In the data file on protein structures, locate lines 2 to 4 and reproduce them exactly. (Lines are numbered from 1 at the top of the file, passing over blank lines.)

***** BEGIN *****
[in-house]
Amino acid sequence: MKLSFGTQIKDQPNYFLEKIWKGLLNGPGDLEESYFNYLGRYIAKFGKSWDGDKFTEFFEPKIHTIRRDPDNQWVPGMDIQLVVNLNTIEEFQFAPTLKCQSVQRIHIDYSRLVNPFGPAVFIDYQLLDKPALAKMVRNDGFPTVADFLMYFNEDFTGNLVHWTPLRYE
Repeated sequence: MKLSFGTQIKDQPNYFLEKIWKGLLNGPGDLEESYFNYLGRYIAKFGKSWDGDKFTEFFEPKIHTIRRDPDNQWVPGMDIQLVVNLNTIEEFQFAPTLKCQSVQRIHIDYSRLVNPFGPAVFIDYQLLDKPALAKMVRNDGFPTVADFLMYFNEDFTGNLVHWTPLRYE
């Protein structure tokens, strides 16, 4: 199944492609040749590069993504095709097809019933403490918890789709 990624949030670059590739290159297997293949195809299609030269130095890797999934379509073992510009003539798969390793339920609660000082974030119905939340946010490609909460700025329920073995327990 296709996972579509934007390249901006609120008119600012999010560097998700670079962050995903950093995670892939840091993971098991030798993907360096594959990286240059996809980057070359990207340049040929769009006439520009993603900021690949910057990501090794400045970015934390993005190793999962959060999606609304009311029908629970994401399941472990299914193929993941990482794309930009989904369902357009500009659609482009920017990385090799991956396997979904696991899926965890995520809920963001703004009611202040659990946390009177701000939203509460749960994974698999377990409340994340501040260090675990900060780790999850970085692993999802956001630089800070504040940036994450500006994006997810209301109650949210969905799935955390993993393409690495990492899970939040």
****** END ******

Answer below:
Amino acid sequence: MKLSFGTQIKDQPNYFLEKIWKGLLNGPGDLEESYFNYLGRYIAKFGKSWDGDKFTEFFEPKIHTIRRDPDNQWVPGMDIQLVVNLNTIEEFQFAPTLKCQSVQRIHIDYSRLVNPFGPAVFIDYQLLDKPALAKMVRNDGFPTVADFLMYFNEDFTGNLVHWTPLRYE
Repeated sequence: MKLSFGTQIKDQPNYFLEKIWKGLLNGPGDLEESYFNYLGRYIAKFGKSWDGDKFTEFFEPKIHTIRRDPDNQWVPGMDIQLVVNLNTIEEFQFAPTLKCQSVQRIHIDYSRLVNPFGPAVFIDYQLLDKPALAKMVRNDGFPTVADFLMYFNEDFTGNLVHWTPLRYE
């Protein structure tokens, strides 16, 4: 199944492609040749590069993504095709097809019933403490918890789709 990624949030670059590739290159297997293949195809299609030269130095890797999934379509073992510009003539798969390793339920609660000082974030119905939340946010490609909460700025329920073995327990 296709996972579509934007390249901006609120008119600012999010560097998700670079962050995903950093995670892939840091993971098991030798993907360096594959990286240059996809980057070359990207340049040929769009006439520009993603900021690949910057990501090794400045970015934390993005190793999962959060999606609304009311029908629970994401399941472990299914193929993941990482794309930009989904369902357009500009659609482009920017990385090799991956396997979904696991899926965890995520809920963001703004009611202040659990946390009177701000939203509460749960994974698999377990409340994340501040260090675990900060780790999850970085692993999802956001630089800070504040940036994450500006994006997810209301109650949210969905799935955390993993393409690495990492899970939040």